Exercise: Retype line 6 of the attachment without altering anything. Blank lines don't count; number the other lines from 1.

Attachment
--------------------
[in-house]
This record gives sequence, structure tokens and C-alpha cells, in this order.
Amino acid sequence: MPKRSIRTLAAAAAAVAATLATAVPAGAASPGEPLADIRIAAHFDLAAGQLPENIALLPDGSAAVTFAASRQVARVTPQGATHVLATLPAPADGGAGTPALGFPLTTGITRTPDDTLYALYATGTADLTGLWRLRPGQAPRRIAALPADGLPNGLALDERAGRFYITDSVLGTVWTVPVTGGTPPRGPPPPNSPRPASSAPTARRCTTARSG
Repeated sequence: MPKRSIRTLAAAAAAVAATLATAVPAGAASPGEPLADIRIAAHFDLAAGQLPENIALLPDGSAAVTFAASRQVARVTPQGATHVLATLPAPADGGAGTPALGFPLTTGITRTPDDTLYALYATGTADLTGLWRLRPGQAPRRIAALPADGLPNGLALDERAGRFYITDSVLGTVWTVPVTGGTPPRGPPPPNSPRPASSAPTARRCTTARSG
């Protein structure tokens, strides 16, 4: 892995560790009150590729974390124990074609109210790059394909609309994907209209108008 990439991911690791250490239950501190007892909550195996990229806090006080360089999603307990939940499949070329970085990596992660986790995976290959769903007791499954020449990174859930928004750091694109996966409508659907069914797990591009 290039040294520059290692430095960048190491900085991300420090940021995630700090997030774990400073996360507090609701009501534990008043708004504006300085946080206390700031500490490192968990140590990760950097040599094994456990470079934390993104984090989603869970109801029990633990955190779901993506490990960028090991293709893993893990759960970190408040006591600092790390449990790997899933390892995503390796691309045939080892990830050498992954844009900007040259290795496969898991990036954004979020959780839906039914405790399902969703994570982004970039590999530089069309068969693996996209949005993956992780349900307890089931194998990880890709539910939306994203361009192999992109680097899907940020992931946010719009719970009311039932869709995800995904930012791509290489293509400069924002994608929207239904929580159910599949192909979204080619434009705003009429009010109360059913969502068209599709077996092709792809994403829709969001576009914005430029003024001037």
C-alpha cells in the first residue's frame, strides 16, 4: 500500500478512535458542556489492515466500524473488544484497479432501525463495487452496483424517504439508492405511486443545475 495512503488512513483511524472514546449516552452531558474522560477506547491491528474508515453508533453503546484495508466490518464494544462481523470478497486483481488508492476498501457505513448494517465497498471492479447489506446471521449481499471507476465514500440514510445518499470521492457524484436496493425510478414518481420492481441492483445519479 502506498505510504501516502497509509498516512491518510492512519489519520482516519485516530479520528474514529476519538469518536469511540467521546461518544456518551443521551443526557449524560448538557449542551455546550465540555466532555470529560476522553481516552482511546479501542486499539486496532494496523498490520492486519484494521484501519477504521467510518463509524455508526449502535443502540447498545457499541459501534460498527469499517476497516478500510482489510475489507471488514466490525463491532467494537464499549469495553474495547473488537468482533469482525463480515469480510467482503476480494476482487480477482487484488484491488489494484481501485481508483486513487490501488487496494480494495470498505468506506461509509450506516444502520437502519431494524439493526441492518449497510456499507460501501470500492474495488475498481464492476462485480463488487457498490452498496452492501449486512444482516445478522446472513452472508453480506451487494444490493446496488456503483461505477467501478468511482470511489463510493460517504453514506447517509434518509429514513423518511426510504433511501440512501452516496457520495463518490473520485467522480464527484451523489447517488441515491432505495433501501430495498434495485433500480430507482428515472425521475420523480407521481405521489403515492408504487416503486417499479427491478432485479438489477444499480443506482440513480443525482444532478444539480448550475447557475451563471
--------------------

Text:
C-alpha cells in the first residue's frame, strides 16, 4: 500500500478512535458542556489492515466500524473488544484497479432501525463495487452496483424517504439508492405511486443545475 495512503488512513483511524472514546449516552452531558474522560477506547491491528474508515453508533453503546484495508466490518464494544462481523470478497486483481488508492476498501457505513448494517465497498471492479447489506446471521449481499471507476465514500440514510445518499470521492457524484436496493425510478414518481420492481441492483445519479 502506498505510504501516502497509509498516512491518510492512519489519520482516519485516530479520528474514529476519538469518536469511540467521546461518544456518551443521551443526557449524560448538557449542551455546550465540555466532555470529560476522553481516552482511546479501542486499539486496532494496523498490520492486519484494521484501519477504521467510518463509524455508526449502535443502540447498545457499541459501534460498527469499517476497516478500510482489510475489507471488514466490525463491532467494537464499549469495553474495547473488537468482533469482525463480515469480510467482503476480494476482487480477482487484488484491488489494484481501485481508483486513487490501488487496494480494495470498505468506506461509509450506516444502520437502519431494524439493526441492518449497510456499507460501501470500492474495488475498481464492476462485480463488487457498490452498496452492501449486512444482516445478522446472513452472508453480506451487494444490493446496488456503483461505477467501478468511482470511489463510493460517504453514506447517509434518509429514513423518511426510504433511501440512501452516496457520495463518490473520485467522480464527484451523489447517488441515491432505495433501501430495498434495485433500480430507482428515472425521475420523480407521481405521489403515492408504487416503486417499479427491478432485479438489477444499480443506482440513480443525482444532478444539480448550475447557475451563471